Last summer we announced a Mellon funded project to study how higher education instructors are adapting their practices of teaching with cultural heritage materials during the pandemic. In this post we share how our project is developing and the issues we are tracking as our research gets underway.

Why are we doing this project?

We remain in a similarly unprecedented landscape six months later, as the COVID-19 virus remains a terrible threat. Technology has allowed certain types of activities to carry on, and Ithaka S+R has documented, through a variety of studies, the ways in which higher education institutions have evolved to continue enrolling, educating, and graduating their students, without any certainty as to the duration of this disruption. Students and their instructors are tasked with learning how to learn in this environment, in addition to their curriculum.

It is not obvious how instructors who teach with cultural heritage materials can most effectively adapt their curriculum to remote learning. Zoom cannot replicate the experience of visiting a museum or opening a box full of archival materials in dozens of beige folders. On the other hand, remote learning may afford new opportunities to increase the breadth of objects available to study, as well as the methods of contextualizing these objects.

Partnering with Eight Institutions to Understand Instructor’s Needs

In order to better understand the barriers and opportunities confronting those who teach with cultural heritage materials during the pandemic, we are interviewing roughly three dozen instructors across eight higher education institutions in the United States. We selected partners that serve diverse populations, and do so with differing degrees of access to institutional resources. At each of these institutions, we have identified strategic partners who work to make library and museum collections available to students and instructors. These strategic partners are helping us to identify instructors for interviews at their institutions:

    • University of Michigan
      • David Choberka
      • Cinda Nofziger
    • Spelman College
      • Anne Smith
    • University of Hawaiʻi
      • Keahiahi Long
      • Annemarie Paikai
    • University of Puerto Rico
      • Lisa Ortega
    • CUNY
      • Colleen Bradley-Sanders
      • Jessica Wagner Webster
    • University of Texas San Antonio
      • Stephanie Noell
      • Kirstin Cutts
    • University of Missouri
      • Kelli Hansen
    • California State University Northridge
      • Ellen Jarosz
      • Nicole Shibata

Recognizing the importance of sharing experience and knowledge while navigating the pandemic, we convened the strategic partners at the end of 2020. In this meeting, the cohort had an opportunity to discuss the ways the pandemic has impacted them in relation to their work supporting students and faculty. Throughout our discussion, partners demonstrated their expertise, and deep commitment toward identifying and implementing best practices in accessing cultural heritage during this period of remote learning.

In this meeting, strategic partners discussed a set of questions in breakout rooms, and shared highlights from their discussion with the group. These questions concerned their institutions’ responses to the pandemic, and how collecting units continued to engage with their student and faculty communities. Our partners shared the significant challenges that they have faced in their own roles, but emphasized that they are most concerned about the impact the pandemic will have on student experiences. The difficulties confronting students with insecure housing, with limited access to the internet, and with challenging environmental factors often eclipsed curricular concerns. The practice of supporting student learning has increasingly become blended with understanding and addressing the wellbeing of vulnerable student populations. These perspectives confirmed research findings from our colleagues, which has illustrated the complexities of teaching through a public health crisis. At the same time, there is a clear expectation that funding will be reduced for many campus units as colleges and universities grapple with losses from reduced enrollments.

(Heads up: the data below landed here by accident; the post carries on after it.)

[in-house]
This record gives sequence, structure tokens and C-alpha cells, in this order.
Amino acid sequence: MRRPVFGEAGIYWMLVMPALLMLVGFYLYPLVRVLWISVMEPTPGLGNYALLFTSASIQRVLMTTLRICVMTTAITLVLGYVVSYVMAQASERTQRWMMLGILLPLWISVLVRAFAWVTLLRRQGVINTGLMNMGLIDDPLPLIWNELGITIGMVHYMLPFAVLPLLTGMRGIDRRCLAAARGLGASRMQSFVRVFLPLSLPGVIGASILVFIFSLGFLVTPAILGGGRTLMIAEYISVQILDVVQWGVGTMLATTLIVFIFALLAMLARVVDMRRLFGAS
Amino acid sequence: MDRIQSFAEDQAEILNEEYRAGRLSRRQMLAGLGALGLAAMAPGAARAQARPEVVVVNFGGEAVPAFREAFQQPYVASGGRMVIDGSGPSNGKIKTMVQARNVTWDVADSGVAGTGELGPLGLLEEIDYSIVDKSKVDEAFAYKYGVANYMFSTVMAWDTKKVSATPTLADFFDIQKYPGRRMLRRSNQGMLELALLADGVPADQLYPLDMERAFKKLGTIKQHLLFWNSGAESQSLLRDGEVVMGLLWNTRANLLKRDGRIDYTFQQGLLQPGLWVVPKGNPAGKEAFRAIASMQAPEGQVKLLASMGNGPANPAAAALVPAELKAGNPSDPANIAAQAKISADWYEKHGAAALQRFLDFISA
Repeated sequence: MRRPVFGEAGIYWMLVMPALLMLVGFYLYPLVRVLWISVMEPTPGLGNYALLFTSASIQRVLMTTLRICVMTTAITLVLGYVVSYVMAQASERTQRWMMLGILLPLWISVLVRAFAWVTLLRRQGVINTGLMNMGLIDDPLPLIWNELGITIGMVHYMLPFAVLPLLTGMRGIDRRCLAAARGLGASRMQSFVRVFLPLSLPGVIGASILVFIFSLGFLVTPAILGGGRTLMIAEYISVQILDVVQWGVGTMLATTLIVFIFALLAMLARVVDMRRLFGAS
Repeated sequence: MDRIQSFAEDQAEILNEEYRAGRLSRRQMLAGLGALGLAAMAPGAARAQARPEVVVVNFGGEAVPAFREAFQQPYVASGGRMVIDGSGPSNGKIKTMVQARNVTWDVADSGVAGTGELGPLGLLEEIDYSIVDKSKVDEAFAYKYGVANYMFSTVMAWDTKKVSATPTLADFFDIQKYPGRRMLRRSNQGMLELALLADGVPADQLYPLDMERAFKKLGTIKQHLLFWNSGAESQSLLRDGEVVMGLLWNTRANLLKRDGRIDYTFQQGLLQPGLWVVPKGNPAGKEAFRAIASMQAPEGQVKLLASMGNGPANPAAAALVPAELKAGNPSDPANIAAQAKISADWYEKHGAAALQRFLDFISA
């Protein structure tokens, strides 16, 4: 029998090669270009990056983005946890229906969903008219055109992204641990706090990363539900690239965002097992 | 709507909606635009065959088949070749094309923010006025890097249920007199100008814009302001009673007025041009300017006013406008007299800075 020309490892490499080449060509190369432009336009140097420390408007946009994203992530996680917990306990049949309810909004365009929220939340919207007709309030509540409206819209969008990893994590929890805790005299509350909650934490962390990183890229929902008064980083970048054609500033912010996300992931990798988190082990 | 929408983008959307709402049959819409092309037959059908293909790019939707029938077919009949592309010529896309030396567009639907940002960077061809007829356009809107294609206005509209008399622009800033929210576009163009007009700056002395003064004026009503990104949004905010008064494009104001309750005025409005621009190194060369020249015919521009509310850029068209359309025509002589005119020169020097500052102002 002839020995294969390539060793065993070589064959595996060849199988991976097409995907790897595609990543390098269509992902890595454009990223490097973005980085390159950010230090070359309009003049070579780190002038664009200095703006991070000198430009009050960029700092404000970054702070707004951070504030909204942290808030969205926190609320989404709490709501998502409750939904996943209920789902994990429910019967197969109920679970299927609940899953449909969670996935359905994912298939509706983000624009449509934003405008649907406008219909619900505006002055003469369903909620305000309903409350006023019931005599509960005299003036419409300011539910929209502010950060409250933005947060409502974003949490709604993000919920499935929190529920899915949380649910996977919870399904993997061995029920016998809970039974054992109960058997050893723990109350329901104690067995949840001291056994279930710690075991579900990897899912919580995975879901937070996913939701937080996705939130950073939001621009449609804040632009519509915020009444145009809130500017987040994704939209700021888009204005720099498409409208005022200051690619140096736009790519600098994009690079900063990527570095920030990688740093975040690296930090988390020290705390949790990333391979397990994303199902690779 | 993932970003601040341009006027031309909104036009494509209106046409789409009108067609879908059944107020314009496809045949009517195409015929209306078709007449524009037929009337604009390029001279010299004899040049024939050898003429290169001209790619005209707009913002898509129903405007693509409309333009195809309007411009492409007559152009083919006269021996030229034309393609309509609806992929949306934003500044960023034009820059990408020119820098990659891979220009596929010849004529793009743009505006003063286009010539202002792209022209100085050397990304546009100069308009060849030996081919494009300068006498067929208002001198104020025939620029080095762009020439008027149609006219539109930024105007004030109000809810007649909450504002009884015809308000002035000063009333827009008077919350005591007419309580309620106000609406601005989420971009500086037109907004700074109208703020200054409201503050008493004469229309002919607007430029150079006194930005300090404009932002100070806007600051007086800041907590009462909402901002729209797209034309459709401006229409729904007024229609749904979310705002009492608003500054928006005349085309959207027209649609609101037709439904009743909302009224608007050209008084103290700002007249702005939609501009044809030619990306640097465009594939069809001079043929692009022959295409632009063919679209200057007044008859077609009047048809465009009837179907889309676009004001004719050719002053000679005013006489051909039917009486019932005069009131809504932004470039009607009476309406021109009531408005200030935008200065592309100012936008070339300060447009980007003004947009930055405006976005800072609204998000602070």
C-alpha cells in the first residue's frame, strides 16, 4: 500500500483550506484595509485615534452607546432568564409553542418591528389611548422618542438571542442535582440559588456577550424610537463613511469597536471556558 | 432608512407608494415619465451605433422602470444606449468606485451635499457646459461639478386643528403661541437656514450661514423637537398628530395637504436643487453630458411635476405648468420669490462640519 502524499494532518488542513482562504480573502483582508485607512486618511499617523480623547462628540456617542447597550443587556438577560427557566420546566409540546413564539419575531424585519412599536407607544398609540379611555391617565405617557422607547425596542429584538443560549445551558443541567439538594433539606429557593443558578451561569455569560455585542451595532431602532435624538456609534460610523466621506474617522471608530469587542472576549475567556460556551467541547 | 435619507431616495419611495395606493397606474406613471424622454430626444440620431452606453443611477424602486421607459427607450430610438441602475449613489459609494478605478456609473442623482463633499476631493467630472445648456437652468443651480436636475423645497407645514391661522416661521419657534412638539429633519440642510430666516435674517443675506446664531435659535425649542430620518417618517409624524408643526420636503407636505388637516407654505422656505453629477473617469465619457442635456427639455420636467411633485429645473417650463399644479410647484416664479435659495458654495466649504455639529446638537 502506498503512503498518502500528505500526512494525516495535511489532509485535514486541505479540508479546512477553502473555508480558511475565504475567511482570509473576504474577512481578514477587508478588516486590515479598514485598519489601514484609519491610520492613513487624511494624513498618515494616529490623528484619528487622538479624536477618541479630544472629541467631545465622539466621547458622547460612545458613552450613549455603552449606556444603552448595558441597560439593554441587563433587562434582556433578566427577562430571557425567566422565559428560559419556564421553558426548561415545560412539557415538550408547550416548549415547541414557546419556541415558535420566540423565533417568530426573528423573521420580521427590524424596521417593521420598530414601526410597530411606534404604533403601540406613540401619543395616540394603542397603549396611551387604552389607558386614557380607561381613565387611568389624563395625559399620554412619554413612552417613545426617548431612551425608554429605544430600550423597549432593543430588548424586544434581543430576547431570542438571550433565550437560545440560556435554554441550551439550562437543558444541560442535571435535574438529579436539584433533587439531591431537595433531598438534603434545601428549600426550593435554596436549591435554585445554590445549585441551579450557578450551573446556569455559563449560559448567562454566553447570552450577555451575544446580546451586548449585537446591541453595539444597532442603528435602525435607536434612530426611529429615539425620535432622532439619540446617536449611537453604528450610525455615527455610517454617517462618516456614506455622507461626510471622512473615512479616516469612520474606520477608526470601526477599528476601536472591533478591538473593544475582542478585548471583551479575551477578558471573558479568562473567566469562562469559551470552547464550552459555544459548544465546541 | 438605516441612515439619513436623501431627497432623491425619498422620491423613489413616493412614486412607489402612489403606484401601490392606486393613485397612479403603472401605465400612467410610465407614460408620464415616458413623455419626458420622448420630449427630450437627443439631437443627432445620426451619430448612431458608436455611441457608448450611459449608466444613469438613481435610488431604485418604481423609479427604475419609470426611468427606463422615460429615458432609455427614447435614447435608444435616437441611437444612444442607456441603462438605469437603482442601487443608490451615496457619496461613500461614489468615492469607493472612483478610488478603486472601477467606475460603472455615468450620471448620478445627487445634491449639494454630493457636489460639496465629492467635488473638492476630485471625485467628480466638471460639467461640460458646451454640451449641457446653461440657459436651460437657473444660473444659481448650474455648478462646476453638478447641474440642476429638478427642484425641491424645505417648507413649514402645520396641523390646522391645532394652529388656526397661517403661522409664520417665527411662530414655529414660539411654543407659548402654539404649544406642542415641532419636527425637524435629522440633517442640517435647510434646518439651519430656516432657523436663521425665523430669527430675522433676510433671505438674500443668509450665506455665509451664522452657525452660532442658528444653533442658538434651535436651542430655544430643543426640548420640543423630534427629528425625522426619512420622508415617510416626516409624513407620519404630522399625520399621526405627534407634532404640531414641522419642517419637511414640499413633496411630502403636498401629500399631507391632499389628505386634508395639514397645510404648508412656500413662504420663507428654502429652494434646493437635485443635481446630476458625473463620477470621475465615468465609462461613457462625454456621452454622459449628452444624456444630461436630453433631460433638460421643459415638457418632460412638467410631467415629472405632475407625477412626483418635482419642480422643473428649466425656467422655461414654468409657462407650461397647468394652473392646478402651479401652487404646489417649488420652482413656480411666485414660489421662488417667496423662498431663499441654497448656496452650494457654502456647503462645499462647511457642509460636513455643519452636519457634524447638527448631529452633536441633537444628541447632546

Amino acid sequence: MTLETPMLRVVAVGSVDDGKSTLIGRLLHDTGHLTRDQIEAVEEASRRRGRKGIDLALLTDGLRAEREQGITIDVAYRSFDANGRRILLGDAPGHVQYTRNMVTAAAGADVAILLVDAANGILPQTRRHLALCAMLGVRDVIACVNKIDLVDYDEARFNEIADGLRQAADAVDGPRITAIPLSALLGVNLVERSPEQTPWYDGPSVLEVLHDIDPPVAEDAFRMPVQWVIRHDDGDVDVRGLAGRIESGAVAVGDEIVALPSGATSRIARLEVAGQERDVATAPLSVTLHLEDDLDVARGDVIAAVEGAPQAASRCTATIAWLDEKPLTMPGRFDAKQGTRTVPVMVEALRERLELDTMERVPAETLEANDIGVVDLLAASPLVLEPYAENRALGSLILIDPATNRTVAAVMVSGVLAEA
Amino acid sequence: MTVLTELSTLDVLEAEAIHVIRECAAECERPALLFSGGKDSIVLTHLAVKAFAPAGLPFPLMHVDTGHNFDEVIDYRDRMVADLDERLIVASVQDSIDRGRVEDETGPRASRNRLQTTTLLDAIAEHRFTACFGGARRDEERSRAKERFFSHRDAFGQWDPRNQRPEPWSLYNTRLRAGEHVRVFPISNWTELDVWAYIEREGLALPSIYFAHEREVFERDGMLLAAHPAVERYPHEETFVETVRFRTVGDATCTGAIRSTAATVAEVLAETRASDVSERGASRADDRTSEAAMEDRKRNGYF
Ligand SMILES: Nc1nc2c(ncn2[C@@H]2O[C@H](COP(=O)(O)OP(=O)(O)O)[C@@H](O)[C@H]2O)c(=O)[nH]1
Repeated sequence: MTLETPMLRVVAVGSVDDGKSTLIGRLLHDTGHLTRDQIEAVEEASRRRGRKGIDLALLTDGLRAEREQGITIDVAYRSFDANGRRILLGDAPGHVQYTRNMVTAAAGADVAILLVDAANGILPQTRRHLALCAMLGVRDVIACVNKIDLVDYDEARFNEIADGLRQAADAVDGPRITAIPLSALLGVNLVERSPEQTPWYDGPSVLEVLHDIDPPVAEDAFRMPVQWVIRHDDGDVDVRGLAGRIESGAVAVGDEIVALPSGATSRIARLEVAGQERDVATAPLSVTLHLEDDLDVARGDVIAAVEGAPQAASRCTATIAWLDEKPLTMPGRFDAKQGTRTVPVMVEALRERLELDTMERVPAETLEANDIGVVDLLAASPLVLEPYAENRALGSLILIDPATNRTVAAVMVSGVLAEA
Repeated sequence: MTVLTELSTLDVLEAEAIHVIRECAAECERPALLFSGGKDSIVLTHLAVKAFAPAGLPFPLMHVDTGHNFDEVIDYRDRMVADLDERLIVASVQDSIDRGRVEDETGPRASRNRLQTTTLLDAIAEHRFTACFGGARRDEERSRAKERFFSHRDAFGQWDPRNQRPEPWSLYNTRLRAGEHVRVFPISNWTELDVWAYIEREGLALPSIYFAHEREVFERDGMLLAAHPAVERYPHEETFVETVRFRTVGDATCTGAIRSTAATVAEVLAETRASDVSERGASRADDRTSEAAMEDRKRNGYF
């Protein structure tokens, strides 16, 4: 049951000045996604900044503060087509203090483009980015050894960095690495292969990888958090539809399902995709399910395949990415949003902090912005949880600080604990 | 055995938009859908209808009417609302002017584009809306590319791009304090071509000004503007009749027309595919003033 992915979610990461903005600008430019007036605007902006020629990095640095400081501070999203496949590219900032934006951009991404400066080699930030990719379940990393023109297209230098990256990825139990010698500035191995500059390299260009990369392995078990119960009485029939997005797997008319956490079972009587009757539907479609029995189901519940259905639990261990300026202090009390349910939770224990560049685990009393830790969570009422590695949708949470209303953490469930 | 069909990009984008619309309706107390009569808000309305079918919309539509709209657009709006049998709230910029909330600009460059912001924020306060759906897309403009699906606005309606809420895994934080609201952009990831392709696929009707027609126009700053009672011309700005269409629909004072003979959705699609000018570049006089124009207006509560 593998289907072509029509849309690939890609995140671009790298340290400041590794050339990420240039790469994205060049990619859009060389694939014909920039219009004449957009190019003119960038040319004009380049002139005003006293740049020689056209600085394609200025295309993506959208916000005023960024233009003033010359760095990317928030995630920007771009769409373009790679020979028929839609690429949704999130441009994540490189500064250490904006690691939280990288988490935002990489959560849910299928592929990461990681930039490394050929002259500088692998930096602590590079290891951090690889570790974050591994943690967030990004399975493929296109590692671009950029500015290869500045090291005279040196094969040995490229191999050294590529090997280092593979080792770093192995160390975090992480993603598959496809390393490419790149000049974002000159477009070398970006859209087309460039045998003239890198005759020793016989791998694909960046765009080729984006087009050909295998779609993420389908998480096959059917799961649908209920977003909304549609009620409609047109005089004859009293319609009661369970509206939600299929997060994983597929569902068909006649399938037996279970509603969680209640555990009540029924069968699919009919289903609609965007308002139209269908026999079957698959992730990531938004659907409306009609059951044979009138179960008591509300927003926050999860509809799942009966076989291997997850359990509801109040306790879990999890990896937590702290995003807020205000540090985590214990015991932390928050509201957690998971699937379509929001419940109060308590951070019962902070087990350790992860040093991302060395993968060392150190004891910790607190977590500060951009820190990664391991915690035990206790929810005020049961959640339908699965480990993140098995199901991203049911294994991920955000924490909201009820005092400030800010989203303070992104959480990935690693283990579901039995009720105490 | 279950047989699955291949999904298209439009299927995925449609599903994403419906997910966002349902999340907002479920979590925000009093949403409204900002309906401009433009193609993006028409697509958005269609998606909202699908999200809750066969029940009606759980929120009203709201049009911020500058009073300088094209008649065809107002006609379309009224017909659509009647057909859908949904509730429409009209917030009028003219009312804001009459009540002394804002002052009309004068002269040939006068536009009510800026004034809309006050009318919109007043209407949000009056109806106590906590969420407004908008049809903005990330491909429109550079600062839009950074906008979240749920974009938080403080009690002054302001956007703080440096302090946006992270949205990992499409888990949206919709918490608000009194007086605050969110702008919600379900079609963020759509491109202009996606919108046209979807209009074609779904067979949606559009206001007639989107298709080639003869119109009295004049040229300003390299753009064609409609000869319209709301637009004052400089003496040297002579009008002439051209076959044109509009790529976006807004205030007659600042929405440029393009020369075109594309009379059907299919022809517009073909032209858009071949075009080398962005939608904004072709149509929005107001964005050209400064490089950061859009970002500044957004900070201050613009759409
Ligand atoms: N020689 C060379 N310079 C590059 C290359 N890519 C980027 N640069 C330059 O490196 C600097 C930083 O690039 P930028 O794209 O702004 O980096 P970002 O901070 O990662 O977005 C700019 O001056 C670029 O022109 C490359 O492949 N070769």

More recently, strategic partners have worked with us to identify instructors who would be ideal candidates for interviews. These instructors teach in a variety of disciplines and have a history of using institutional collections in their curriculum. In some cases, our strategic partners are aware of new ways these instructors are collaborating with the museum or library to adapt their curriculum. In other cases, the strategic partner does not know whether or how the instructor is adapting their coursework.

Looking Ahead

Over the next few months, we will interview these instructors in order to gather evidence about the opportunities and barriers they have encountered in the shift to remote learning. We will be particularly interested in how their relationship to their own institution has evolved, in comparison to using openly available digital resources. How has discovery and curation of materials changed? And in what ways have institutions expanded or facilitated access to cultural heritage materials for their instructors?

From this evidence we hope to learn about clever ways in which instructors have adapted to our current moment, as well as how they have struggled to replicate learning outcomes from previous years. We look forward to sharing findings from this research at the end of the year. Please feel free to email with any comments or questions about the project.